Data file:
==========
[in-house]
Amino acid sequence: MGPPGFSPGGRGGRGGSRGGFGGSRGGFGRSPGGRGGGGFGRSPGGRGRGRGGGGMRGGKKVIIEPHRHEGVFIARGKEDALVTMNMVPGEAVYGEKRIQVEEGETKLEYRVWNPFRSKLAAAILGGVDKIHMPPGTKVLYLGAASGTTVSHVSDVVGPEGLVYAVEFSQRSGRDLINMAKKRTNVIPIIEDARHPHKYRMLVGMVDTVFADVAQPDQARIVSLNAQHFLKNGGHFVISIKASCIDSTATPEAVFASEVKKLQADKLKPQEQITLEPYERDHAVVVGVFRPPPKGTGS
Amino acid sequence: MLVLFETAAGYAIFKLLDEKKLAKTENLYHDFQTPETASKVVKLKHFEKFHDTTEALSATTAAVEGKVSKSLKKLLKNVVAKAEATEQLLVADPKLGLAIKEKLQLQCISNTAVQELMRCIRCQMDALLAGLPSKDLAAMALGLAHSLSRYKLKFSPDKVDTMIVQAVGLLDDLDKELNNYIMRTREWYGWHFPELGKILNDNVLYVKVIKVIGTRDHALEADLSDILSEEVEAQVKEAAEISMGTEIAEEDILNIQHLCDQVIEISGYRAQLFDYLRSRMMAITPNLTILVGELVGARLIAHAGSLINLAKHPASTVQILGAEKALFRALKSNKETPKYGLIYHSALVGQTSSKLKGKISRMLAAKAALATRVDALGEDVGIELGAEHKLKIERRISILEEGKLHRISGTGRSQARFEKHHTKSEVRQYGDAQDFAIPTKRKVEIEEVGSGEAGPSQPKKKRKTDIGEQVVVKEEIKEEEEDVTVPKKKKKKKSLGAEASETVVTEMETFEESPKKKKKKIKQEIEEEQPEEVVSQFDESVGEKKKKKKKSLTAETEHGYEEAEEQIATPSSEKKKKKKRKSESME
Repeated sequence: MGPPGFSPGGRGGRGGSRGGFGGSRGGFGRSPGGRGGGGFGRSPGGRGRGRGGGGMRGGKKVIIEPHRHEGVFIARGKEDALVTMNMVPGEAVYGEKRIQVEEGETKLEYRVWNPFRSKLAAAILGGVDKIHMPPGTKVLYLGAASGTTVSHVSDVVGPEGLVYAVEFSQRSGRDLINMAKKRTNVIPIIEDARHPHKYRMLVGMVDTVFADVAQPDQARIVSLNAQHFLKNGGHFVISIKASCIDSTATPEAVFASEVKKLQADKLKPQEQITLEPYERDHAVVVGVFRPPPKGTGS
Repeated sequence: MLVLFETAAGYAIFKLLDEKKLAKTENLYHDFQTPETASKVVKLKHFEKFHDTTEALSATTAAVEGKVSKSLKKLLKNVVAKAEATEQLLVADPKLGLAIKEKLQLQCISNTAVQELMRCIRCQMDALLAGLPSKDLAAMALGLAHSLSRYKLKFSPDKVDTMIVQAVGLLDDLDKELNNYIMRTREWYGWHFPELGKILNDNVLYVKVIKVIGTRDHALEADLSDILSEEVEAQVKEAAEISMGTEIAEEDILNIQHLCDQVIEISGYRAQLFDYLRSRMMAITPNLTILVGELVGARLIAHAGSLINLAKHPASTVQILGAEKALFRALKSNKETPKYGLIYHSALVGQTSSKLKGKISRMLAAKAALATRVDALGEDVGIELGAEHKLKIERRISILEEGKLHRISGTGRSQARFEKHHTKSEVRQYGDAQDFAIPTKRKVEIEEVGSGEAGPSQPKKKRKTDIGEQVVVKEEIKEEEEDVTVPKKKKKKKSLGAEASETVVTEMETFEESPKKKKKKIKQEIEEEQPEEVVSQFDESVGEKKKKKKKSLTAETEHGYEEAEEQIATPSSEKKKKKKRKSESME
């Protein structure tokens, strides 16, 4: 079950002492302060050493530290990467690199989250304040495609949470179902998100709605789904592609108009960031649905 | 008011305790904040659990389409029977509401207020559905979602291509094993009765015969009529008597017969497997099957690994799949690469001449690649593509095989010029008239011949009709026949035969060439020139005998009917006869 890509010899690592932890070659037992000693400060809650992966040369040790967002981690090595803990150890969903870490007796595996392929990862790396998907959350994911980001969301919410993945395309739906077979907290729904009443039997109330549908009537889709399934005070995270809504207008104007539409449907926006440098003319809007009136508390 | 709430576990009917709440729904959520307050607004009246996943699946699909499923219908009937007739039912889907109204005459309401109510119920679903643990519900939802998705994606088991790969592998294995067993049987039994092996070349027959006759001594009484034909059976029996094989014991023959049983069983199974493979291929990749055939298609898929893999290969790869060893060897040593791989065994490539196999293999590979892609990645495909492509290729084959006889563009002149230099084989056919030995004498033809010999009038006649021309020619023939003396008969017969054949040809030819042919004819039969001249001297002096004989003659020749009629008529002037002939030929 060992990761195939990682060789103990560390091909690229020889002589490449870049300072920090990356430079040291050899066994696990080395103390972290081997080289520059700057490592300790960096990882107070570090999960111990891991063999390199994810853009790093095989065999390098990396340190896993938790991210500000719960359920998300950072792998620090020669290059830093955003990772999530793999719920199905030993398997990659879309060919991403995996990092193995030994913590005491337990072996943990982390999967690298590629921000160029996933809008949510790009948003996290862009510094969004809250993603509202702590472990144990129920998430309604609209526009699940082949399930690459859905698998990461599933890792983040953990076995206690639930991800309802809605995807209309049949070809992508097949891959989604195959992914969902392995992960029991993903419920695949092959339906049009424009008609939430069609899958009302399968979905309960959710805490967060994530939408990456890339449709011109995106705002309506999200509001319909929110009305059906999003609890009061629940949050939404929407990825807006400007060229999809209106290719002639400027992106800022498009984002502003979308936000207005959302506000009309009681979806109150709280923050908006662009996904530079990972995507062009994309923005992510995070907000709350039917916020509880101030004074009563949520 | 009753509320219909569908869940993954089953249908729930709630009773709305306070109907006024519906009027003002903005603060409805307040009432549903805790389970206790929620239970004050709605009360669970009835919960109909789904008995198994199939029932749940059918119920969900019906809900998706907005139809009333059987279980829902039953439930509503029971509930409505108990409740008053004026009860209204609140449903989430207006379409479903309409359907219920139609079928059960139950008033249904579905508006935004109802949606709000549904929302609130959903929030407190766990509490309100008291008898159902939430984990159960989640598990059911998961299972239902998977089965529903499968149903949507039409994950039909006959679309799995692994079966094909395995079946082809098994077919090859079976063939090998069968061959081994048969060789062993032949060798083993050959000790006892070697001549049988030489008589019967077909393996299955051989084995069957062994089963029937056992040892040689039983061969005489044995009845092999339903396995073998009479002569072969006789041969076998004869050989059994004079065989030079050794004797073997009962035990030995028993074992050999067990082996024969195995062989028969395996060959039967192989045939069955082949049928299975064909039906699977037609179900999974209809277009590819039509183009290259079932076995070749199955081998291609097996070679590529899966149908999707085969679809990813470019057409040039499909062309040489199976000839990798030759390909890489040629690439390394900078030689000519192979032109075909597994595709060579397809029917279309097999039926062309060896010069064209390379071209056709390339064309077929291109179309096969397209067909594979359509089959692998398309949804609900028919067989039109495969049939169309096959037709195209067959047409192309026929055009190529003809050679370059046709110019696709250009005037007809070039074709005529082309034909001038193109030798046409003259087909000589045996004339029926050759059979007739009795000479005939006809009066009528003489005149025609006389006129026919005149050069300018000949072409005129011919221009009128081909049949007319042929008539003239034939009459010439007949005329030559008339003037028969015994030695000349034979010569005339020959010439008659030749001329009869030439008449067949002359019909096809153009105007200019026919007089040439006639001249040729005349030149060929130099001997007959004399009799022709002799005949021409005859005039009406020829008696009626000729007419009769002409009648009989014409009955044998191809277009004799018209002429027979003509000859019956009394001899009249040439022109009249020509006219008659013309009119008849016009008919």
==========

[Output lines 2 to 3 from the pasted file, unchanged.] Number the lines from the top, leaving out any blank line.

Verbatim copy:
Amino acid sequence: MGPPGFSPGGRGGRGGSRGGFGGSRGGFGRSPGGRGGGGFGRSPGGRGRGRGGGGMRGGKKVIIEPHRHEGVFIARGKEDALVTMNMVPGEAVYGEKRIQVEEGETKLEYRVWNPFRSKLAAAILGGVDKIHMPPGTKVLYLGAASGTTVSHVSDVVGPEGLVYAVEFSQRSGRDLINMAKKRTNVIPIIEDARHPHKYRMLVGMVDTVFADVAQPDQARIVSLNAQHFLKNGGHFVISIKASCIDSTATPEAVFASEVKKLQADKLKPQEQITLEPYERDHAVVVGVFRPPPKGTGS
Amino acid sequence: MLVLFETAAGYAIFKLLDEKKLAKTENLYHDFQTPETASKVVKLKHFEKFHDTTEALSATTAAVEGKVSKSLKKLLKNVVAKAEATEQLLVADPKLGLAIKEKLQLQCISNTAVQELMRCIRCQMDALLAGLPSKDLAAMALGLAHSLSRYKLKFSPDKVDTMIVQAVGLLDDLDKELNNYIMRTREWYGWHFPELGKILNDNVLYVKVIKVIGTRDHALEADLSDILSEEVEAQVKEAAEISMGTEIAEEDILNIQHLCDQVIEISGYRAQLFDYLRSRMMAITPNLTILVGELVGARLIAHAGSLINLAKHPASTVQILGAEKALFRALKSNKETPKYGLIYHSALVGQTSSKLKGKISRMLAAKAALATRVDALGEDVGIELGAEHKLKIERRISILEEGKLHRISGTGRSQARFEKHHTKSEVRQYGDAQDFAIPTKRKVEIEEVGSGEAGPSQPKKKRKTDIGEQVVVKEEIKEEEEDVTVPKKKKKKKSLGAEASETVVTEMETFEESPKKKKKKIKQEIEEEQPEEVVSQFDESVGEKKKKKKKSLTAETEHGYEEAEEQIATPSSEKKKKKKRKSESME